For the person who's struggling to start over
The first time I had to start over, I clung on so hard that I made the situation a thousand times worse. The first time I had to start over, I couldn’t. Each time I thought about what I had to do, what I was leaving behind, the unknowns I was going to have to face, something squeezed deep inside my chest and it felt like I was physically incapable. Every step forward was excruciating, like I was gouging out my own heart each time I so much as thought about it.
The first time I had to start over, it took me eighteen months and three false starts. One step forward, a landslide back.
I’ve never been very good at ripping off band-aids. I like to know what’s coming. I crave comfort and security.
I suppose, basically, I’m human.
The thought of starting over is therefore terrifying to me, and my track record is to try every possible other option whereby I can make the present situation work. So the first time I had to start over I pushed away starting over until the pain from not starting over grew exponentially worse than the pain I anticipated from starting over.
I pushed away starting over until I could see and, most importantly, feel absolutely no other option.
Apparently, I’m willing to suffer a lot in certainty just to avoid the unknown. We’re so much more terrified of losing than we are motivated by gaining that we choose to suffer (see: loss aversion bias, which is a popular term used in behavioral economics and which I feel very well describes part of why we choose to stay in situations that are far less than ideal). We don’t bet on ourselves. It isn’t rational. But it must be human.
The crazy thing is…once I made the decision to start over, it was easy. Once I fully committed, gave myself permission, and accepted the choice instead of fighting it, it was like a switch had flipped inside of me. Like everything I had been feeling had mounted to a crescendo and I had finally hit the summit.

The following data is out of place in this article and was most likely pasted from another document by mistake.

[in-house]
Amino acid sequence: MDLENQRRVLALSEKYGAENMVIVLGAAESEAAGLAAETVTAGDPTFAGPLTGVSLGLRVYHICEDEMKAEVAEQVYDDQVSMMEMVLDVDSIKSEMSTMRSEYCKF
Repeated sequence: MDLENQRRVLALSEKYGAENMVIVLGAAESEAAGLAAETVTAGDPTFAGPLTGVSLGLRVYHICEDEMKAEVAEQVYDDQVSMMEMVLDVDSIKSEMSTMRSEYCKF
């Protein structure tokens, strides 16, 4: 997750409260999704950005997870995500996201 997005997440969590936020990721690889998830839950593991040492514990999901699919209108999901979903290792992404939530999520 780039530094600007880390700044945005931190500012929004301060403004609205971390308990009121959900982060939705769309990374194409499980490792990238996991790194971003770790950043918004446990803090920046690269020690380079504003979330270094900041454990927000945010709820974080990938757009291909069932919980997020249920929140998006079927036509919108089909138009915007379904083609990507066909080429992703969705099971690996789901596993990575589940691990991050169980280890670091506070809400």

Climbing was so unbelievably, heartrendingly hard. Falling was easy.
Upon reflection, I think even more than comfort, I also felt shame when I thought about starting over. It felt like admitting failure. A reflection of my shortfalls. An admission that I wasn’t good enough, and a sinister voice telling me I never would be. It felt like desperation, and scarcity. It felt weak.
Actually starting over — choosing it and taking action,— on the other hand, felt strong. It felt like coming into my strength for maybe the first real time in my life. It felt like confidence. A reflection and proud admission of how I perceived my own worth. It felt like self-respect, and abundance.
Starting over felt so much better than staying stuck.
The second time I had to start over, it’s taken me ten months. Ten months of second guessing myself. Ten months of consistent breakdowns. Ten months of feeling wrong, but trying to make myself fit anyway. Ten months of complete and utter fear.
I know someone needs to hear this, because I need to hear this now and undoubtedly will need to hear it again.
Starting over is not failure.
Starting over is not weakness.
Starting over is not lack of commitment, or wasteful, or stupidity, or any number of other self-defeating thoughts your brain is telling you because starting over is really freaking scary.
But it certainly isn’t going to break you.
We have to push past the fear to know what the right choice is. And often, it’s a lot simpler than we make it out to be. Whether it’s a broken relationship, a mismatched job, a change of heart, a dead dream, a cascade of terrible luck… whatever isn’t working that’s demanding a new beginning, to choose to start over despite the fear is to choose to have faith and invest in yourself.
If you know you have to start over and you’re struggling, know that starting over will be easier than staying where you are.
If you know you have to start over, know that you are more than capable of doing it.
And then jump.